DUBAI — He came to the UAE at the begining of the oil boom. When he flew from Mumbai in 1976, he had only heard that somewhere in the Gulf near Iran, there is a Shaikhdom called Dubai. Thirty years later, he has embraced the UAE as his second home.
Sunil Bhatia, the Managing Director of E4 Entertainers and organiser of the India pavilion at the Global Village, has become a well-known name among nationals as well as expatriates. He was growing parallel to the growth of this country. He became a well-known entrepreneur in event management. By grabbing two awards for the India pavilion as the best pavilion in the Global Village he proved himself as one of the best event organiser in the country.
“When I flew to Dubai I had no idea where I was going. One of my friends told me about Dubai. I joined a company as foreman for a salary of Dh1,000,” said Bhatia. “Then, I joined a company as a manager. I used to work with social organisations also. For about 20 years, I was serving in different positions in the Dubai Indian Association. When the Indian Association started the India pavilion at the Global Village, I played a major role to organise it. Later, I took over the organising of the pavilion myself,” he said. “When I arrived in Dubai, it was a small city. There were no highrise buildings. The roads were very small and power used to be disrupted several times. But a lot of activities were going on after the discovery of oil. I think the vision of late ruler Shaikh Rashid bin Saeed Al Maktoum is the secret of Dubai’s transformation from a desert land to the world’s most talked about city,” he said.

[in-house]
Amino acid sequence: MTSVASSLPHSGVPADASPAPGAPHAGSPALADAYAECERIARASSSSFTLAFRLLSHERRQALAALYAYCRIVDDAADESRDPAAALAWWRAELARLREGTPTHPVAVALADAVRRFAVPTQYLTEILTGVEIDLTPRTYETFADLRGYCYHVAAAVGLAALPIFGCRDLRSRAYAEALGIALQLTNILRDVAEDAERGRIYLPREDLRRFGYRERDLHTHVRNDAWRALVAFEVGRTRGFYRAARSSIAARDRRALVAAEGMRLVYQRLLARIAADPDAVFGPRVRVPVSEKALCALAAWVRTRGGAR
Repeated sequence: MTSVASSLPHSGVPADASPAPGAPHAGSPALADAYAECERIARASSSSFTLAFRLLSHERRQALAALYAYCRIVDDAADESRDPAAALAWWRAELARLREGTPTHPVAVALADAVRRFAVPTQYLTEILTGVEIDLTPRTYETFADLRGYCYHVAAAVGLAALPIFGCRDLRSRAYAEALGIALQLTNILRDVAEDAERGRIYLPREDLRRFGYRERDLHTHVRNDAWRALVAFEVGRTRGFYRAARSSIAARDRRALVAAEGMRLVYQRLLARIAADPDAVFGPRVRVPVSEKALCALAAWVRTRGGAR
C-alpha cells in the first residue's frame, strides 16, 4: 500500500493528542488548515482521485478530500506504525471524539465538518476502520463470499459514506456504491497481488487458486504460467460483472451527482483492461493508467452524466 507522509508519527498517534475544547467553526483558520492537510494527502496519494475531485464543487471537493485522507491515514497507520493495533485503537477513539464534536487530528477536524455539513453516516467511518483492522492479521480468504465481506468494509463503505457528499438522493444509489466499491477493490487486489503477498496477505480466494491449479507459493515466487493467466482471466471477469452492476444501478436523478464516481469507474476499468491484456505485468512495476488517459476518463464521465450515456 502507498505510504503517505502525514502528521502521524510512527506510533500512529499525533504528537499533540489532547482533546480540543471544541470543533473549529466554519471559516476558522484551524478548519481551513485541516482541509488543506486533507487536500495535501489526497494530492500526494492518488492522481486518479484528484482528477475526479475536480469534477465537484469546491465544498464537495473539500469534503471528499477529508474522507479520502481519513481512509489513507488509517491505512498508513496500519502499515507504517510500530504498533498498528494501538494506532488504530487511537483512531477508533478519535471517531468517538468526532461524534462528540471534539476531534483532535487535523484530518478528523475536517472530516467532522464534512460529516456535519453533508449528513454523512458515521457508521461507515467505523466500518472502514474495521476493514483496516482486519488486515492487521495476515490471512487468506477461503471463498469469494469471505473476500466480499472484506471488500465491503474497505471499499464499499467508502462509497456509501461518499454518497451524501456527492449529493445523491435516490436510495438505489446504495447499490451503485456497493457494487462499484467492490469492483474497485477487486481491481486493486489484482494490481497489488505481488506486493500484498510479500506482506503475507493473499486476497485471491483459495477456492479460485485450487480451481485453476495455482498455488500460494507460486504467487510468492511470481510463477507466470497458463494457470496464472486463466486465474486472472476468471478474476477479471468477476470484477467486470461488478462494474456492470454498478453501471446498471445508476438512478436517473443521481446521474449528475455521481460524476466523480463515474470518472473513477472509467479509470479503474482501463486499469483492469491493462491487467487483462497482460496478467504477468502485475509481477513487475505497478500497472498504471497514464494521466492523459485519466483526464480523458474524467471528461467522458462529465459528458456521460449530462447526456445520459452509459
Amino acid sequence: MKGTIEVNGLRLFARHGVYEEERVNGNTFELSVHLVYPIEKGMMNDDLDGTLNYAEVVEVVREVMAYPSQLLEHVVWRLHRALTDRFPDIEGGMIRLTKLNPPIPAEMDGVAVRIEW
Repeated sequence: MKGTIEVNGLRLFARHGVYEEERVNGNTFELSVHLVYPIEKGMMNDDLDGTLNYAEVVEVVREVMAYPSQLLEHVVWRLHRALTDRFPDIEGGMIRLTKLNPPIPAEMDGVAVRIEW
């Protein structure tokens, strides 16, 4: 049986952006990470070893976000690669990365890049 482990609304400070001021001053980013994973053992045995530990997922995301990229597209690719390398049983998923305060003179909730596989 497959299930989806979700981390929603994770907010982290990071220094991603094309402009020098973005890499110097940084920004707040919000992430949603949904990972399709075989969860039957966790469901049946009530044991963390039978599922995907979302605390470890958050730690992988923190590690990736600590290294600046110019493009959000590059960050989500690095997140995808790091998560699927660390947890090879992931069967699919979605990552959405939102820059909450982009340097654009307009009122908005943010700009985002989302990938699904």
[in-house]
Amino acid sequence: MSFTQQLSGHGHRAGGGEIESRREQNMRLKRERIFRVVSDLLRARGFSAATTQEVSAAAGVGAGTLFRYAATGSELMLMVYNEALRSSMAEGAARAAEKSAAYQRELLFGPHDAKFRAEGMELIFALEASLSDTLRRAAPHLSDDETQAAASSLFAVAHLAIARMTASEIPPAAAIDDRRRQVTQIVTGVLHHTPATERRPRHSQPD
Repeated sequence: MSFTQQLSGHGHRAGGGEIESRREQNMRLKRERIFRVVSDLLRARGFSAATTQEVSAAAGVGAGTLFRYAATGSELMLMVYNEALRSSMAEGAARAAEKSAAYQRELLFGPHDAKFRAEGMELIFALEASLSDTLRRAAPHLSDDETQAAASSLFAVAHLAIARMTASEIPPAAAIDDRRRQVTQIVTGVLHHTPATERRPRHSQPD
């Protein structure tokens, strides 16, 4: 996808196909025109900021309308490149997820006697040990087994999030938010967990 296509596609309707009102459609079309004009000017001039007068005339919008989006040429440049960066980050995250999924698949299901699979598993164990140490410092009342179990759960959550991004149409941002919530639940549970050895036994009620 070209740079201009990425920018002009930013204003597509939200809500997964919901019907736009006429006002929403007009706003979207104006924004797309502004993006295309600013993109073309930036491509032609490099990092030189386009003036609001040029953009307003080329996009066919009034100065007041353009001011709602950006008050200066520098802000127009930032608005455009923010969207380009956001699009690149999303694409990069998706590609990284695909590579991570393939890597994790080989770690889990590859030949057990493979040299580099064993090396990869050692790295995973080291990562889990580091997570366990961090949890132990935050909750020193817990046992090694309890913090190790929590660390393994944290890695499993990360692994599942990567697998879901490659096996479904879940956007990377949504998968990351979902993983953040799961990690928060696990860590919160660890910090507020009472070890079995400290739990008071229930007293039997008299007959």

He recalled that at that time, Shaikh Rashid used to visit each part of the city and was making development plans. “When Shaikh Rashid announced the Jebel Ali port project, everybody had doubts about its success. People were pointing out that Jebel Ali is far away from the city and it would be a bad decision. But time has given the answer that his vision was correct,” he said. “Actually, Dubai observed the real boom after the Gulf war in 1992. It was an unbelievable growth. Look at this city now. It is well-made and well-planned,” he added.
He pointed out that the growth of the city has changed the lifestyle and attitude of the nationals. “People were very simple and closer to their culture. Still, the people are nice, but the pace of life is different now. Nobody has the time now for anything,” he said. “Life in Dubai has become very hectic. Now, traffic jams and hikes in house rents are the main problems people face. Earlier, life was much easier,” he said.